The second trait is agreeableness. In order to be a good leader in Ranger school, you have to also be a good follower. It is important to have the ability to stand back and let others lead when it is their turn to be graded. You need to be able to agree, even if you truly do not, with the decisions of the individual leading the group across 8-10 miles of terrain to get to the objective. Being a part of the team and helping the leader by being a good follower is sometimes just as important as leading.
The third trait is neuroticism, or emotional stability. Even though only the toughest military members make it through school, it is a very emotional environment. I saw the biggest, loudest leader completely breakdown and give up over something simple. You are literally in the worst physical and mental state of your life, but yet you are required to motivate a group of 50 individuals (in the same state as you) to continue to give it their all. There were leaders that thought having an overly powering demeanor would be effective. They were wrong. The most effective way to motivate the group was to remain calm and keep your emotional state on a stable level.
The fourth trait is Openness to Experience. If any of those individuals attending Ranger school were not open to new experiences then they would have never showed up for Day 0. I was very apprehensive about going, but had an open mind and was looking forward to it. Almost every experience I had in school was new to me. I have never emplaced a claymore mine, rappelled down a 200 foot cliff while firing my weapon at 0200 in the morning, dug a hole in the ground to sleep in every night, nor actually became used to hallucinating because of a lack of sleep before attending Ranger school.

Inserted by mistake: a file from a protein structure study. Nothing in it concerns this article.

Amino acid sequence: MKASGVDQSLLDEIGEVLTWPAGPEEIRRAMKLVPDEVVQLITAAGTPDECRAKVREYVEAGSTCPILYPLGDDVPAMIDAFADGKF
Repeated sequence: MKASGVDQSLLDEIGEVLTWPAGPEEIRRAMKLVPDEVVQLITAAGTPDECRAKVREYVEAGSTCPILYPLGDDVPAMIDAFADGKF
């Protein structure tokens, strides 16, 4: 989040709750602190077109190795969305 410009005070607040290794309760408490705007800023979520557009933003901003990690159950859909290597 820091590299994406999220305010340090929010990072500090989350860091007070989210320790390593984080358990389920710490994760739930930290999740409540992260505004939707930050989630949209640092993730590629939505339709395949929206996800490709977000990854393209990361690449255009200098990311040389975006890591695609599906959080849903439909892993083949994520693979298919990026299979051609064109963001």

The fifth and final trait is extraversion, or being self-confident. If there was a leader that lacked self-confidence, they came off as weak and a poor leader. If the Instructors found any sign of weakness, it was exploited until that person quit and went home. You didn’t have the option of doubting yourself in school. You had to make decisions on the fly and usually in the middle of a fire fight. It was imperative to be confident in your decision if you wanted the team to buy into your plan.
Northouse claims that training or developing personality traits is not a useful practice because it is unlikely that they will change (Northouse, 2016). I can see where this may apply to a business culture, but I can say, with confidence, that if I didn’t change any of my personality traits in Ranger school, than I would have easily failed and had been sent home. Adapting to the leadership style that is needed to lead in a combat environment was critical in my success. If I was to use the same traits needed to lead a group of Airmen and apply them in school, I would have been completely humiliated. My entire personality, and my perspective on life, changed to the point that I had gained respect from a platoon of some of the most hardcore members in the U.S. military. Every one of the FFM traits played an important role during that time in my life, and now have been developed in order to gently be applied in my Air Force work center.
Army (2017). U.S. Army Ranger Handbook. New York: Skyhorse Publishing, Inc.
Northouse, P. (2016). Leadership: Theory and Practice, Seventh Edition. Los Angeles: Sage Publications.
Pennsylvania State University World Campus (2020). PSYCH 485 Lesson 2: Trait Approach. Retrieved from https://psu.instructure.com/courses/2015147/modules/items/29089120